Def.task { IvyDependencyResolution(ivyConfiguration.value, CustomHttp.okhttpClient.value) }
  )
sbt:selective> inspect tree dependencyResolution
[info] dependencyResolution = Task[sbt.librarymanagement.DependencyResolution]
[info]   +-csrConfiguration = Task[lmcoursier.CoursierConfiguration]
[info]   | +-allCredentials = Task[scala.collection.Seq[sbt.librarymanagement.ivy.Credentials]]
[info]   | | +-Global / credentials = Task[scala.collection.Seq[sbt.librarymanagement.ivy.Credentials]]
[info]   | | +-allCredentials / streams = Task[sbt.std.TaskStreams[sbt.internal.util.Init$ScopedKey[_ <: Any]]]
[info]   | | | +-Global / streamsManager = Task[sbt.std.Streams[sbt.internal.util.Init$ScopedKey[_ <: Any]]]
[info]   | | |
[info]   | | +-credentials = Task[scala.collection.Seq[sbt.librarymanagement.ivy.Credentials]]
[info]   | |
....

Let's try another example.

def publishTask(config: TaskKey[PublishConfiguration]): Initialize[Task[Unit]] =
  Def.taskDyn {
    val s = streams.value
    val skp = (publish / skip).value
    val ref = thisProjectRef.value
    if (skp) Def.task { s.log.debug(s"Skipping publish* for ${ref.project}") } else
      Def.task { IvyActions.publish(ivyModule.value, config.value, s.log) }
  } tag (Tags.Publish, Tags.Network)

In this case we're using Def.taskDyn to skip the underlying publish task if publish / skip is true.

def publishTask(config: TaskKey[PublishConfiguration]): Initialize[Task[Unit]] =
  Def.ifS((publish / skip).toTask)(Def.task {
    val s = streams.value
    val ref = thisProjectRef.value
    s.log.debug(s"Skipping publish* for ${ref.project}")
  })(Def.task {
    val s = streams.value
    IvyActions.publish(ivyModule.value, config.value, s.log)
  }) tag (Tags.Publish, Tags.Network)

This should work as before, and we get inspect back.

code as data

Def.ifS works as expected, but Def.ifS(...)(...)(...) looks a bit alien in Scala. In Scala it's more idiomatic to express if conditions using if. We can encode this by providing a simple def-macro called Def.taskIf(...).

We can pass in either an if-expression or a block ending in an if, and then hoist the contents into Def.ifS(...)(...)(...). Let's see how the example usages become:

def dependencyResolutionTask: Def.Initialize[Task[DependencyResolution]] =
  Def.taskIf {
    if (useCoursier.value) CoursierDependencyResolution(csrConfiguration.value)
    else IvyDependencyResolution(ivyConfiguration.value, CustomHttp.okhttpClient.value)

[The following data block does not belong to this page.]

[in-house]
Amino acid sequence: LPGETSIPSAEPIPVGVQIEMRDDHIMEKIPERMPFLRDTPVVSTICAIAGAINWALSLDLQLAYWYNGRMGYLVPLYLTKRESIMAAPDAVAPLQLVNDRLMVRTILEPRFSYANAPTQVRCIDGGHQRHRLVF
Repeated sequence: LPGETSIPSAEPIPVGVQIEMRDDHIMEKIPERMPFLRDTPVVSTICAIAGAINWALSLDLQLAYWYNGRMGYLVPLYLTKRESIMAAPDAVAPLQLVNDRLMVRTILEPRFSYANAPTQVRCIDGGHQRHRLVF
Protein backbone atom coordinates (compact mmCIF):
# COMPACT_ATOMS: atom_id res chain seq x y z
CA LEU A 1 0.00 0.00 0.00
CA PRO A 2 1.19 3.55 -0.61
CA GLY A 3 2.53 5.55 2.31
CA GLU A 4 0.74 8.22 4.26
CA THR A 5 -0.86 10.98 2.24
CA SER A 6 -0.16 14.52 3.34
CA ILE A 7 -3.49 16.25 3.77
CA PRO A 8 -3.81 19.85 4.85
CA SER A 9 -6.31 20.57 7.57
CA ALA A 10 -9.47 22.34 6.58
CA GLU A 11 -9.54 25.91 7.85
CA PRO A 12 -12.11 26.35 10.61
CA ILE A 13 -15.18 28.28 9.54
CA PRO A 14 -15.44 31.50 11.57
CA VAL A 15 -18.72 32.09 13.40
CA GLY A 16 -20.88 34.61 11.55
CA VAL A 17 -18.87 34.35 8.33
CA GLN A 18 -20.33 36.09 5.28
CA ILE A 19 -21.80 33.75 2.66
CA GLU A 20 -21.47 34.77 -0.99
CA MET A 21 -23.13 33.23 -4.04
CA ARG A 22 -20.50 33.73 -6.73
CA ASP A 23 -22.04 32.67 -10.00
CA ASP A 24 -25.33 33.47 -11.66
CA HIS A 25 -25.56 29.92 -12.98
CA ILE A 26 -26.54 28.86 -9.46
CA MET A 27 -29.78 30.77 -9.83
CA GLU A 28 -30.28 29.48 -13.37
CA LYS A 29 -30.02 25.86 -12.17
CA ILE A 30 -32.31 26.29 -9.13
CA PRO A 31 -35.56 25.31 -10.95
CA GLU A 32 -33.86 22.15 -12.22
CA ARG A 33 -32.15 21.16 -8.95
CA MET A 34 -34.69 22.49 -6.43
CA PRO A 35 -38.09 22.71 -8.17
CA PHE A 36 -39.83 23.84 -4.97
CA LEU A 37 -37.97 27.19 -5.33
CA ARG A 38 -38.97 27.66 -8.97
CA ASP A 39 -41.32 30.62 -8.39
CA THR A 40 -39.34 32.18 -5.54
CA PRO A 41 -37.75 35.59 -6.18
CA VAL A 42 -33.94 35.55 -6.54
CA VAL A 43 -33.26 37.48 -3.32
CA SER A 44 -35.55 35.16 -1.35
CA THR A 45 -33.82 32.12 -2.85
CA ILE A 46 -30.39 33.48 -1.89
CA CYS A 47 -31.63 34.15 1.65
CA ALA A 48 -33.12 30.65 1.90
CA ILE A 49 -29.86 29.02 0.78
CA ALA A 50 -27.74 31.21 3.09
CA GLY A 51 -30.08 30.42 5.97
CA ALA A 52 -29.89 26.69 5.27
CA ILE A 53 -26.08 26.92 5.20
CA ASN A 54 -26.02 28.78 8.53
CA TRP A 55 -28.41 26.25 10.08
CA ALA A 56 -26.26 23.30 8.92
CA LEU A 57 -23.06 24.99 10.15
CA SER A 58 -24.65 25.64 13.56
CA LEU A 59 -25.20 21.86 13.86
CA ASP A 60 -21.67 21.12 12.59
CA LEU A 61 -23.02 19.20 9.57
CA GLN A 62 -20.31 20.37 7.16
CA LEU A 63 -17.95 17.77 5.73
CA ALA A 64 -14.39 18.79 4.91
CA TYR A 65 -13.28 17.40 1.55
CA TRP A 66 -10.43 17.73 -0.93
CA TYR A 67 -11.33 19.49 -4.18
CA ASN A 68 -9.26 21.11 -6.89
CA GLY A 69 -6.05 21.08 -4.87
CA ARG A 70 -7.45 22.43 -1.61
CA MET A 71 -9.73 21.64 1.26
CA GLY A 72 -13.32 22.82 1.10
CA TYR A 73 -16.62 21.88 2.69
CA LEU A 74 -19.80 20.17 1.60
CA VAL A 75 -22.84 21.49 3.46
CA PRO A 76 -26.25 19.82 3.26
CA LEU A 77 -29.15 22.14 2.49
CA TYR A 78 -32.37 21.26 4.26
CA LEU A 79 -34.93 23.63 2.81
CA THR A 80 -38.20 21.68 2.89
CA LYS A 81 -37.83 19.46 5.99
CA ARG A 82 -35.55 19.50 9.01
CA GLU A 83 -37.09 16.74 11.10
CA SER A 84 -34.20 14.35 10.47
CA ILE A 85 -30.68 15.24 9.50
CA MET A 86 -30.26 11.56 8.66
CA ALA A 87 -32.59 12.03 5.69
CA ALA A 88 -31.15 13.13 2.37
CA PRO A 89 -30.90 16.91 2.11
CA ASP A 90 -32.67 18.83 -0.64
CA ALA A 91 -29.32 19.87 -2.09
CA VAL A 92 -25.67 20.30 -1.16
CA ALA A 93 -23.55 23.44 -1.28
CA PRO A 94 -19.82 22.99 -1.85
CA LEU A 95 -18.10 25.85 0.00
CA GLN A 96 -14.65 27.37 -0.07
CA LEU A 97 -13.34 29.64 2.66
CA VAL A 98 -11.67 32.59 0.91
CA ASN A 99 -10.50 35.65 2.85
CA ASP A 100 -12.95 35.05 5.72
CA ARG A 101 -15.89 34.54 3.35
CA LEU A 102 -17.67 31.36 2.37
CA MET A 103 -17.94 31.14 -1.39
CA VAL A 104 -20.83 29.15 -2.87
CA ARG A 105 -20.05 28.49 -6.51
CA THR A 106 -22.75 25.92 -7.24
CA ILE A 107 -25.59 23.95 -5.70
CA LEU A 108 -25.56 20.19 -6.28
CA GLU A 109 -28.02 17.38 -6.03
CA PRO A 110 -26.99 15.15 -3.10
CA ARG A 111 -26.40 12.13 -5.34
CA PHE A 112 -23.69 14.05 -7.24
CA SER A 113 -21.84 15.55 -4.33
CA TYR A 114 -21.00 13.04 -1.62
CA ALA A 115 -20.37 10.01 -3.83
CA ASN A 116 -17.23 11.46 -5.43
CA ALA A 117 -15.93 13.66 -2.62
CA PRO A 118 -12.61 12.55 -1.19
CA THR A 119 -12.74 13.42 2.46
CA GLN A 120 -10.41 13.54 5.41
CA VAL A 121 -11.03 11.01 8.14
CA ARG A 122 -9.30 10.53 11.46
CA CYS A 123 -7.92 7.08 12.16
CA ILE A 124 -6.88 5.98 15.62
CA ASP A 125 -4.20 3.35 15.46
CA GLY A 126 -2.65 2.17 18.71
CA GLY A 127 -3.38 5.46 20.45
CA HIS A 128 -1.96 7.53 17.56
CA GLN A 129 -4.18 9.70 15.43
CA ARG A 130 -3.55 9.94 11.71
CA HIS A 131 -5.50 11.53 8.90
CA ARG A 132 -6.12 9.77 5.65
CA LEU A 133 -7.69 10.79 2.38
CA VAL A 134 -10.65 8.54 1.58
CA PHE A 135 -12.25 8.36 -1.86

}
 
def publishTask(config: TaskKey[PublishConfiguration]): Initialize[Task[Unit]] =
  Def.taskIf {
    if ((publish / skip).value) {
      val s = streams.value
      val ref = thisProjectRef.value
      s.log.debug(s"Skipping publish* for ${ref.project}")
    } else {
      val s = streams.value
      IvyActions.publish(ivyModule.value, config.value, s.log)
    }
  } tag (Tags.Publish, Tags.Network)

This would require some documentation to explain what's going on, but I think it's more approachable than Def.ifS(...)(...)(...).

more thoughts on Selective

In this post I focused on ifS combinator since that seems like a good entry point, but Selective applicative functor offers other combinators too.

trait Selective[F[_]] {
  def select[A, B](fab: F[Either[A, B]])(fn: F[A => B]): F[B]
  def branch[A, B, C](x: F[Either[A, B]])(l: F[A => C])(r: F[B => C]): F[C] = ...
  def ifS[A](x: F[Boolean])(t: F[A])(e: F[A]): F[A] = ...
  def whenS[A](fbool: F[Boolean])(fa: F[Unit]): F[Unit] = ...
  def bindBool[A](fbool: F[Boolean])(f: Boolean => F[A]): F[A] = ...
  def fromMaybeS[A](fa: F[A])(fm: F[Option[A]]): F[A] = ...
  def orS(fbool: F[Boolean])(fa: F[Boolean]): F[Boolean] = ...
  def andS(fbool: F[Boolean])(fa: F[Boolean]): F[Boolean] = ...
  def anyS[G[_]: Foldable, A](test: A => F[Boolean])(ga: G[A]): Eval[F[Boolean]] = ...
  def allS[G[_]: Foldable, A](test: A => F[Boolean])(ga: G[A]): Eval[F[Boolean]] = ...
}

I think branch is interesting. Internal to sbt, we abstract over arity using an interface called AList[X[F[A]]] when dealing with Applicative. Thinking along the line, Either[A, B] can be thought of the opposite of Tuple2[A, B]. In other words, Either[A, B] can be a building block toward handling Coproduct of A1, A2, A3...

In Scala, a related syntax here might be pattern match:

something match {
  case pattern1 => something1
  case pattern2 => something2
  case pattern3 => something3
}

If we had that, if-expression can be encoded on top of that.

summary

Selective functor can facilitate conditional execution of tasks while keeping the ability to run inspect command.

Selective composition can be implemented in sbt as Def.taskIf macro:

Def.taskIf {
  if (Boolean) something1
  else something2
}

PR to sbt is sbt/sbt#5558.